As every mother knows, the fetus is constantly listening to the mother’s heartbeat, the sounds of her digestive system and even the music she plays outside the womb, but researchers believe the fetus hears more than just physical sounds. According to a study published in Psychological Science, chemical messages or psychological messages are also “heard” by the fetus.
When a mother is happy, chemicals are released and the fetus “hears” her mood. When a mother is sad, different chemicals are released so the fetus “hears” a different mood. According to researchers, these moods can affect how the infant develops throughout childhood and into adulthood.
Researchers have been studying the impact of the fetal environment in accordance with maternal life for decades. Links have been proven between health problems later in life and maternal environment. For instance, during the Dutch famine mothers were unable to eat enough food to provide proper nutrition to the fetus. Infants born to mothers pregnant during the famine were more likely to be obese and / or suffer from diabetes as adults. While these physical environmental factors are important, they are not the only factors affecting the fetus. Mood appears to have a significant impact on health.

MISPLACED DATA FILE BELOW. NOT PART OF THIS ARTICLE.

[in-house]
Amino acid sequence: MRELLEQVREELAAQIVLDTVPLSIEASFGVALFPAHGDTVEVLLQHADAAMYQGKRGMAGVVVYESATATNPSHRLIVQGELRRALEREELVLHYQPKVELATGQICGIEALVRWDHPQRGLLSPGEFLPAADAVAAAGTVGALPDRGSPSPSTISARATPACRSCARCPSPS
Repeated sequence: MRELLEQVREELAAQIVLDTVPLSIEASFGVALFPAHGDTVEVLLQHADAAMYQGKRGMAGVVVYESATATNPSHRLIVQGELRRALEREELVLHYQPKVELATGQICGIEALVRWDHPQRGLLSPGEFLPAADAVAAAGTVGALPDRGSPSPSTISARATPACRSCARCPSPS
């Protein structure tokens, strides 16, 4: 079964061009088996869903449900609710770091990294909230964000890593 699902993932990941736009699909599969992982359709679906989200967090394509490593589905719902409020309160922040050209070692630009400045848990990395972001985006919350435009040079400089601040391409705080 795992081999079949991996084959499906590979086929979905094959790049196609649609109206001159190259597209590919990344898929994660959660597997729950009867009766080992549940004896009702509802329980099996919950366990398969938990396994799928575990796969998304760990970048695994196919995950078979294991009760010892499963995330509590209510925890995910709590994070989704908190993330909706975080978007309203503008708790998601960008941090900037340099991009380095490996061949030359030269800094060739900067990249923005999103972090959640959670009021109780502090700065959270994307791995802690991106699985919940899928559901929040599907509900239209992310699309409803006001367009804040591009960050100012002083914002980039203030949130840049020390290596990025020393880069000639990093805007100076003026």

What interested researchers most about the study was not the impact of depression or happiness on the fetus, but the impact of changing mood on the fetus. Mothers who were happy and healthy before pregnancy, during pregnancy and after pregnancy were just as likely to give birth to healthy offspring as mothers who were depressed before pregnancy, depressed during pregnancy and depressed after pregnancy. The offspring who had the most trouble were born to mothers who changed mood from depressed to happy and healthy or healthy and happy to depressed.
In a separate study, researchers found a physical change in brain structures in fetuses born to mothers who suffered from anxiety during pregnancy. There is no doubt that stress and depression play an important role in the mental health of offspring, but researchers are just as intrigued by the effects of changing mood. There were no physical changes to brain structure noted in this study.
Source: Curt A. Sandman, Elysia P. Davis, and Laura M. Glynn. University of California-Irvine. 13 November, 2011.